A drillstem test (DST) can be run prior to completion of a well to determine if a formation is capable of producing oil or gas at commercial flow rates. In the eastern United States, drillstem tests are seldom used because a typical well will not produce at flow rates high enough to measure during a DST, especially in low permeability reservoirs where mud filtrate invasion prior to the drillstem test suppresses the gas flow rates. A closed chamber drillstem test can be used to measure these low flow rates but interpretation is often difficult. This paper examines the effects of mud filtrate invasion upon the results obtained from drillstem tests.

A two-phase, two-dimensional model was used to simulate a drillstem test following a period of mud filtrate invasion. Using the results of these drillstem test simulations, qualitative relationships between absolute permeability, gas relative permeability, filter cake permeability and thickness, and wellbore pressures during the filtrate imbibition period and flow period have been established.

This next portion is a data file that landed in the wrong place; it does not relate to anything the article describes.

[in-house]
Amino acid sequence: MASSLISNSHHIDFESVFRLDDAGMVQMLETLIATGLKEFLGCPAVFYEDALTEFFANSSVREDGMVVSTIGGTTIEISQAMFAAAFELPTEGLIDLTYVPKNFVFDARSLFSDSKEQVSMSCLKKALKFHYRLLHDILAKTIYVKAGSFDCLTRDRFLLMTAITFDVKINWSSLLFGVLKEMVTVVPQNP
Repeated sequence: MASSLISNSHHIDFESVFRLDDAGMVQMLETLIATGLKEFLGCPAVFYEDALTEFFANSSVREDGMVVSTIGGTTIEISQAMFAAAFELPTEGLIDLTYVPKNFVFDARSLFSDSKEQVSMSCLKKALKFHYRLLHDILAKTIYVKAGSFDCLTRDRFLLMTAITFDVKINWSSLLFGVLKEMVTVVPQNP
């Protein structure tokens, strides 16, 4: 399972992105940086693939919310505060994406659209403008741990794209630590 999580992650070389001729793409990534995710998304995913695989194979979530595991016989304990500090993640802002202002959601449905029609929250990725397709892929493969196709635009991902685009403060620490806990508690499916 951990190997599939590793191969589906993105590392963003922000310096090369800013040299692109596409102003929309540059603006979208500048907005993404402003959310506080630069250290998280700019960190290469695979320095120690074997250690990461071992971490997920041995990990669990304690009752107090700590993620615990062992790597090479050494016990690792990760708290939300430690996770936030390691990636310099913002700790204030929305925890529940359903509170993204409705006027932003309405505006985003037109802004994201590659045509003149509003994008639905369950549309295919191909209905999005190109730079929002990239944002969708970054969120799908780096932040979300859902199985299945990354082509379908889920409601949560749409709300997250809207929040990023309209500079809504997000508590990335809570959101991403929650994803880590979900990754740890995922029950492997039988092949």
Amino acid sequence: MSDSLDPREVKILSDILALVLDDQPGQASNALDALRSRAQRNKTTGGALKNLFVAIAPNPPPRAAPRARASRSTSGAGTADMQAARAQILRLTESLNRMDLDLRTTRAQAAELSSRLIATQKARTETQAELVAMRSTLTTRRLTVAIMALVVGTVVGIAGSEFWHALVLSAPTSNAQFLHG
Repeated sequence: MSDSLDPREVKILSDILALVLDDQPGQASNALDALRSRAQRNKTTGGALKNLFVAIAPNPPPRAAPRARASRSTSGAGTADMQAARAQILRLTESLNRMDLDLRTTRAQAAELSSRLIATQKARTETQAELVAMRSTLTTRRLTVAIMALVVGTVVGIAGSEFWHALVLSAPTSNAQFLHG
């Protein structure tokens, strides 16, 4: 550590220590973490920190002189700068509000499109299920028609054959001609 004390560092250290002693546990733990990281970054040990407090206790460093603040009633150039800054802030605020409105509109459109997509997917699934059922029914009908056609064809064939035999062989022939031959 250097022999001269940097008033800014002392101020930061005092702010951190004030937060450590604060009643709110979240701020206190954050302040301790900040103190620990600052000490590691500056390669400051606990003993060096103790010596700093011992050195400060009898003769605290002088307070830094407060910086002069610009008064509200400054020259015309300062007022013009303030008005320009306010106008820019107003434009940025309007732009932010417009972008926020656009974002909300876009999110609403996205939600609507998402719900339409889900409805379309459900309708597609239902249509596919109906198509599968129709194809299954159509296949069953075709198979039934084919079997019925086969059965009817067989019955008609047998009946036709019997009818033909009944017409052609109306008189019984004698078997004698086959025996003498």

All of the parameters investigated, except for the filter cake thickness, did influence the results from the drillstem test and the ability to forecast flow behavior based upon the drillstem test results. In particular, this study has shown that the parameters that affect the cleanup behavior of a formation can be ranked in order of importance as follows: absolute permeability, gas relative permeability, filter cake permeability, pressure drawdown and, finally, overbalance pressure during drilling.

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